Compared to the Hurriyat Conference's intransigence, the Indian government even went to the extent of allowing separatist leaders to visit Pakistan and Pakistan occupied Kashmir (PoK) to forge a consensus among their ranks. However, that visit turned out to be a disaster for the separatist movement as the inherent contradictions in their camp came out in the open. Though the Hurriyat Conference went to Pakistan and held talks with a cross section of political outfits, the separatist outfit has refused to participate in a similar dialogue in India. This is despite the fact that the offer of talks came from the Indian Prime Minister himself.
Hurriyat Double Standards
Even though the Hurriyat Conference seeks the position of being the only representative of the Kashmiris, its leaders feared that the factionalism within the constituents of the APHC would have come to the forefront if they had participated in the roundtable conferences. The internecine rivalries amongst the Hurriyat constituents have often been exposed in the public domain. Even during the Hurriyat's visit to Pakistan last year, the divisions were clearly visible as Yasin Malik followed his own agenda by holding separate meetings with Hizbul Mujahideen supremo Syed Salahuddin and Pakistan President Pervez Musharraf. If the separatists had gone to Pakistan together, then why was the need for their constituents to hold separate meetings?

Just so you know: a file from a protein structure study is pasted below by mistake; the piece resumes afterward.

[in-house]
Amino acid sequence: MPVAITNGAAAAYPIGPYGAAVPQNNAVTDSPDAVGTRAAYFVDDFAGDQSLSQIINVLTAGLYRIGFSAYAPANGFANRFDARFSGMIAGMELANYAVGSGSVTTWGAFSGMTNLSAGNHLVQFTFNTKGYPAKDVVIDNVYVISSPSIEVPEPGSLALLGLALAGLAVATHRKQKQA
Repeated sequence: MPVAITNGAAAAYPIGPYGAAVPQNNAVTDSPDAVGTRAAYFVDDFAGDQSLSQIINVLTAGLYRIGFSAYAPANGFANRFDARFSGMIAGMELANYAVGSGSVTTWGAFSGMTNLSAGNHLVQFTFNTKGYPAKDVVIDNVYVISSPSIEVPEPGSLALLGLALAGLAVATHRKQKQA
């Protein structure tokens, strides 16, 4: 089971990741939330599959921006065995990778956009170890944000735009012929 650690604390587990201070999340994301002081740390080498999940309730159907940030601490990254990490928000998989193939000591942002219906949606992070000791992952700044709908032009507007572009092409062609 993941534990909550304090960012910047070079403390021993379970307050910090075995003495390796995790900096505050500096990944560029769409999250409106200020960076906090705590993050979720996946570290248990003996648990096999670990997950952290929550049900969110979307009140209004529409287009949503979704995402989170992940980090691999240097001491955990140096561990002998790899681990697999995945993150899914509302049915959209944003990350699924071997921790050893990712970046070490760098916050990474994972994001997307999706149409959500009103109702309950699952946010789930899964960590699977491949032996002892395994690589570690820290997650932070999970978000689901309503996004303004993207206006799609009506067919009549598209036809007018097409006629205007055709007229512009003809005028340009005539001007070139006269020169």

The invitation to the roundtable conferences was declined by both factions of the All Parties Hurriyat Conference, the JKLF, JKDFP and Jamaat-e-Islami. The separatist outfits said that when the need for a conference arises, leaders from both parts of undivided Kashmir besides Pakistan and India, should be invited. The Indian government had moved to hold the conferences as it felt that ideas and suggestions from all quarters should be taken, which would enable a strong foundation for the final resolution of the Kashmir issue. However, the Hurriyat Conference chose to undermine this initiative by staying away from the conferences.